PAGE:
To celebrate, I wanted to feature the library aka the “red room” in the Elms Mansion in Newport, Rhode Island. The library is lined with high wainscoting and walls of inlaid walnut hung with red damask/fabric. The center table, fireplace mantel, and inlaid bookcases were all designed by Jules Allard, and the table in particular displays the exaggerated proportions and classical ornament typical of 16th-century French design. The mantel piece consists of white carved stone with the upper part of richly carved walnut. The room is one of the coziest in the Elms, one of the more refined and “homey” of the Newport Mansions open for tours. From this library, owner Edward Julius Berwind, would keep up with his growing businesses while away for summers in Newport.
The Elms – Ballroom // 1899
The Louis XV style Ballroom of the Elms Mansion in Newport sits just off the Stair and Gallery halls at the core of the building. This room was the scene of lavish parties, including the 1901 housewarming party hosted by the Berwinds to announce the formal opening of The Elms to Newport’s summer society. The large, 50’x45′ ballroom was designed by French designer Jules Allard crafted the Louis XV style paneling with plaster shell and floral ornament. The white relief decorations on the doors, paneling, and cornice are continued in an elaborate ceiling frieze and center medallion of winged cherubs. As a stark contrast from other Gilded Age mansions in Newport, the ballroom has very minimal gold gilding, besides the mirror frames on the wall. The muted cream and white colored walls with ornament show the sophistication and grandeur of the design, not gold.
The Elms // 1899
One of my favorite things to do each holiday season is to explore Newport and the mansions all gussied up with lights, ornaments and holiday cheer. This year, I visited The Elms, one of my absolute favorite buildings in Newport, which is a house museum! Stay tuned for some room features, similar to my series last year on The Breakers mansion.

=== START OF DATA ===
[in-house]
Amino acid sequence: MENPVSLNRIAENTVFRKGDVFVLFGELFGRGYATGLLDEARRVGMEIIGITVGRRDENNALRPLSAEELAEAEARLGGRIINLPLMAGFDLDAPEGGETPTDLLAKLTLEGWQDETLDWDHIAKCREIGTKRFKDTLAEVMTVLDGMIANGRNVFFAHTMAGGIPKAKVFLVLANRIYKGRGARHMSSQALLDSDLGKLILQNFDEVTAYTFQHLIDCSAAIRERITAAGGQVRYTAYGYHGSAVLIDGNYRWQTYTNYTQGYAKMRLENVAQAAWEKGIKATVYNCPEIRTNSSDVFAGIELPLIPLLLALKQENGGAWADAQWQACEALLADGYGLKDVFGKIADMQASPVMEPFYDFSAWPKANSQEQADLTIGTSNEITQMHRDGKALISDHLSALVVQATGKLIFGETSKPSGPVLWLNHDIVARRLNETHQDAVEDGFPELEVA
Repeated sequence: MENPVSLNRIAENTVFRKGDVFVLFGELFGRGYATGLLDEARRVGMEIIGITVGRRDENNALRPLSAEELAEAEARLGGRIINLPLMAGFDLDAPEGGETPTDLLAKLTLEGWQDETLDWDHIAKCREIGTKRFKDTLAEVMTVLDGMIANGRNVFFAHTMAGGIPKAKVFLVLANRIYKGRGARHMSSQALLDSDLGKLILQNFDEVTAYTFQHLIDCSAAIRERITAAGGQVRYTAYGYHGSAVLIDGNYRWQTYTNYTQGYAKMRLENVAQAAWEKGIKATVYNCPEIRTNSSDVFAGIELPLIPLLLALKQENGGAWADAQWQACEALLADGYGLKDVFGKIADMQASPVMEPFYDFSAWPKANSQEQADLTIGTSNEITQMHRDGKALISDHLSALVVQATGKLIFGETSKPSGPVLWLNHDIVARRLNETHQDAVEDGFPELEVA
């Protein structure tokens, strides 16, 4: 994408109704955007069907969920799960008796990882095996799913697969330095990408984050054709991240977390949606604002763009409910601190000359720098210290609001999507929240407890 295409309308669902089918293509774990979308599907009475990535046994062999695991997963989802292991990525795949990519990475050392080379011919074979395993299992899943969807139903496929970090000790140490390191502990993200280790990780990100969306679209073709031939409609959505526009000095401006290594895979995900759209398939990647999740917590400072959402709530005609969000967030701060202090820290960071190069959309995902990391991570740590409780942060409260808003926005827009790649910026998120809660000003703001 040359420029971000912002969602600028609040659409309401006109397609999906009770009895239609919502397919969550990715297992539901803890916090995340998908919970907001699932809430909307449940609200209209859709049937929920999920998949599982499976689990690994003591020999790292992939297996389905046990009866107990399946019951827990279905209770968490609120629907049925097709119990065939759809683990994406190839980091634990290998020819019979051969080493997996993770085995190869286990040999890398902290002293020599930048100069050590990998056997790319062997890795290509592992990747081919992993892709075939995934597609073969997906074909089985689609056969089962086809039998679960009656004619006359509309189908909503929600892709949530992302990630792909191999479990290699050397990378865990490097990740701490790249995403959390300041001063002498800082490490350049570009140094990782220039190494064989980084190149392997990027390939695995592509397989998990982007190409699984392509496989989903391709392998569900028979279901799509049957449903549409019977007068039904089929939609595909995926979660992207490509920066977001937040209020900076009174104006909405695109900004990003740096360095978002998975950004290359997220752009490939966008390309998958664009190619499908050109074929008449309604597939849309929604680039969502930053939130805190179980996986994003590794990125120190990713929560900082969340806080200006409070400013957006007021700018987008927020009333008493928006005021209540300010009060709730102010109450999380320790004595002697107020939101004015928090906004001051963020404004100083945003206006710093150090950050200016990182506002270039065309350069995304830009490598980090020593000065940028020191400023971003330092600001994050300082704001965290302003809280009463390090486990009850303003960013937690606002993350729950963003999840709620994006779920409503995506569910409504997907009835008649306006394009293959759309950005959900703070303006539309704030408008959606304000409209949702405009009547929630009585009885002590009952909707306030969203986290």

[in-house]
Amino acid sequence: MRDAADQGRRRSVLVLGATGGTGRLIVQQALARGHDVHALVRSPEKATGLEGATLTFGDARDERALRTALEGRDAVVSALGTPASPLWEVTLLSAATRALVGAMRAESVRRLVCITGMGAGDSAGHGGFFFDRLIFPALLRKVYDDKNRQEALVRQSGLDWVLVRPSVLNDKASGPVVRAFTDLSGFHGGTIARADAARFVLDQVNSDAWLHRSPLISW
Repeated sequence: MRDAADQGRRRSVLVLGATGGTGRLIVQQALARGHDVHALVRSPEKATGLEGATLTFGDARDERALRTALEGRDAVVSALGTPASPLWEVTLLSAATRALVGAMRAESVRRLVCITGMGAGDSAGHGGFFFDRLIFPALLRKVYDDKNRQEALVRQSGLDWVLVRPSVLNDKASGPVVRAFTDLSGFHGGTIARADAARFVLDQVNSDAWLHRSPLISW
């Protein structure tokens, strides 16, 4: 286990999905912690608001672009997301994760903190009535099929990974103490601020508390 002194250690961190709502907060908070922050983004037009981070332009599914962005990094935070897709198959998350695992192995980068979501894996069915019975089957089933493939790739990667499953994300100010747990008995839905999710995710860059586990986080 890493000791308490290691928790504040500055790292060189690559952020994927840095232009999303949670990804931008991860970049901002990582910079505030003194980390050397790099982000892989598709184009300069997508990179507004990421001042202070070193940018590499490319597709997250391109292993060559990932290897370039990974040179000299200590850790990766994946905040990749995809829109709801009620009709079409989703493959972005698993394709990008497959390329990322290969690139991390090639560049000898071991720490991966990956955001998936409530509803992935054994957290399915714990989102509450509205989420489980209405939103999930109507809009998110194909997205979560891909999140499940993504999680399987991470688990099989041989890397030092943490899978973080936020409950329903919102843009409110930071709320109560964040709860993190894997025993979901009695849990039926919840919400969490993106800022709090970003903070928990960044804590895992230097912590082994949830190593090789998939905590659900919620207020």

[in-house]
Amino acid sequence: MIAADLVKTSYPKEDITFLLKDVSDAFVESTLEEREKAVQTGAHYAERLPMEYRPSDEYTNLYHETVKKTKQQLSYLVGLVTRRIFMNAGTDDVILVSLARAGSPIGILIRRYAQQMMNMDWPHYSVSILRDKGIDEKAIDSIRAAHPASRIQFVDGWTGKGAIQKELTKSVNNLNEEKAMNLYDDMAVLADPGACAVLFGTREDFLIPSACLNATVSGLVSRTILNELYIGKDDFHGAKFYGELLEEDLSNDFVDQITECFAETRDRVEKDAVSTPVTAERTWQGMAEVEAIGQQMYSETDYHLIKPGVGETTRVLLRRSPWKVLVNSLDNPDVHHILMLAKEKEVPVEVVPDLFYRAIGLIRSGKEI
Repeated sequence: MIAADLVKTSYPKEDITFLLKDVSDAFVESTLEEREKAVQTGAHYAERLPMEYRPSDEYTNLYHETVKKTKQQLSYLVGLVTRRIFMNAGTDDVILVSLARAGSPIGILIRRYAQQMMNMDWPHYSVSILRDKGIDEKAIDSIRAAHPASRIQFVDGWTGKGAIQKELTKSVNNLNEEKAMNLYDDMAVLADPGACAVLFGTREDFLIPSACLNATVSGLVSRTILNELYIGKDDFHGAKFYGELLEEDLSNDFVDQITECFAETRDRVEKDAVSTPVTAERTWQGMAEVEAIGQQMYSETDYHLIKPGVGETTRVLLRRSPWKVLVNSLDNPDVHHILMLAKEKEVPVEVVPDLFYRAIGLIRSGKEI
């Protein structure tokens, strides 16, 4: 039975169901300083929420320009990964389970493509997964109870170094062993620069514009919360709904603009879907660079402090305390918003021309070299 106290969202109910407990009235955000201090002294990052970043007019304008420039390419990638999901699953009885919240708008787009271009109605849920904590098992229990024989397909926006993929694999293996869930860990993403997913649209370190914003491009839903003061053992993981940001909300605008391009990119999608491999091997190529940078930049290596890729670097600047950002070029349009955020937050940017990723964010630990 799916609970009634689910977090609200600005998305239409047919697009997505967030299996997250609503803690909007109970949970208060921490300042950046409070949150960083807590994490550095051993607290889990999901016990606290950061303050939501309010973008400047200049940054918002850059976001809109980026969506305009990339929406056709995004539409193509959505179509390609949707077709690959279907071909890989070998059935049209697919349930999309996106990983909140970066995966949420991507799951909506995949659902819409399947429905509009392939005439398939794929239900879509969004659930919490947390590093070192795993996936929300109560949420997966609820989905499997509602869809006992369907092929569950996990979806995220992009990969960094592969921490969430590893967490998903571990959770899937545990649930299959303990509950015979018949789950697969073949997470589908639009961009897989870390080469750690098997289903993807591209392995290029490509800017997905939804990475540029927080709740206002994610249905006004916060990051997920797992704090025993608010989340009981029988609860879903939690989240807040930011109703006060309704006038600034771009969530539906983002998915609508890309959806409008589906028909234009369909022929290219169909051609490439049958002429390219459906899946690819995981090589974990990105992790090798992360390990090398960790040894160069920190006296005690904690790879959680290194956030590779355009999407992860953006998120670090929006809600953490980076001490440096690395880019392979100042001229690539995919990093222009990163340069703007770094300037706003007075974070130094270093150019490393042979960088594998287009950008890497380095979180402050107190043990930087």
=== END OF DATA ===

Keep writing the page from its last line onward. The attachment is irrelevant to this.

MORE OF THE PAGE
The Elms was commissioned in 1898 by coal baron Edward Julius Berwind (1848–1936) and his wife Sarah Torrey Berwind (1856-1922) as a summer cottage where the couple could escape the woes of city life for a few weeks of every year. Edward was “new money” (his parents were middle-class German immigrants); and by the 1890s, he was hailed as “one of the 58 men who rule America”, making him one of Newport’s most important summer residents. To live up to his new status, he hired Philadelphia architect Horace Trumbauer, who took inspiration from the 18th century Château d’Asnières in France. The site on the iconic Bellevue Avenue is not directly on the water, so Trumbauer sought to enhance the siting of the mansion by elaborate landscaping (more on that later). The house was built to be fireproof, after the complete loss of the original Breakers mansion in 1892 and is clad with Indiana limestone. The couple held many lavish parties in the Elms until 1922, when Mrs. Berwind died. Mr. Berwind invited his youngest sister, Julia, to become his hostess at his New York and Newport houses. Mr. Berwind died in 1936 and Julia continued to summer at The Elms until her death in 1961. Childless, Julia Berwind willed the estate to a nephew, who did not want it and fruitlessly tried to pass The Elms to someone else in the family. Finally the family auctioned off the contents of the estate and sold the property to a developer who wanted to tear it down. In 1962, just weeks before its date with the wrecking ball, The Elms was purchased by the Preservation Society of Newport County for $116,000. It remains one of the most visited house museums in the nation to this day.